Elizabethan embroidery is characterised by the use of flora and fauna stitched in brightly coloured silks amongst curving stems (known as rinceaux) made from gold and silver threads. Motifs include flowers, plants, animals, insects and birds; the silks were in vibrant colours such as red, rose pink, mid greens and blues. The embroidery demonstrates different textures: motifs are often worked in needlelace stitches; the stems in braided ones and isolated spangles embellish the ground fabric.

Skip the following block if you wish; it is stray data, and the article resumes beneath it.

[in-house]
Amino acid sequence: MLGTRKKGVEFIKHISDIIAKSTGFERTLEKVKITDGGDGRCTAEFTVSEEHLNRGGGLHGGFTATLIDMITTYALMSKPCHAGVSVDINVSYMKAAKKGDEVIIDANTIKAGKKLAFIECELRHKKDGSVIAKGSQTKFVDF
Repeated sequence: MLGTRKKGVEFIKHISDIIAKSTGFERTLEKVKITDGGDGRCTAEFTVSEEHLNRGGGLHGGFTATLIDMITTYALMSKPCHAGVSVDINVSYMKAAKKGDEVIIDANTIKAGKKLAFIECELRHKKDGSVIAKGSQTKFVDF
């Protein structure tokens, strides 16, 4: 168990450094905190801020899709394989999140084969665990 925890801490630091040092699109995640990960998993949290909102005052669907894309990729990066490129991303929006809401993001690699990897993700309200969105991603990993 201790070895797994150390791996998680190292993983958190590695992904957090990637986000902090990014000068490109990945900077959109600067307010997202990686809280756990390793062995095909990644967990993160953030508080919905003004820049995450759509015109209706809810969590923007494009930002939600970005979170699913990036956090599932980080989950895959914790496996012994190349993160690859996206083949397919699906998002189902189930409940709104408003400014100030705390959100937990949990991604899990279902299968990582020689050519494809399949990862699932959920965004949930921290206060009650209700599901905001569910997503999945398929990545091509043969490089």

Embroidery in this style was used to embellish clothing such as waistcoats, gloves, forehead cloths, coifs and sweet bags, and household items such as bookbindings and decorative panels.
N.B. The Elizabethan era covered the second half of the 17th century, but we are using the term to include any embroidery from the 17th or 18th centuries which is stylistically similar.
For Elizabethan embroidery worked predominantly in black thread, see Blackwork.
Image courtesy of https://www.metmuseum.org/art/collection/search/81132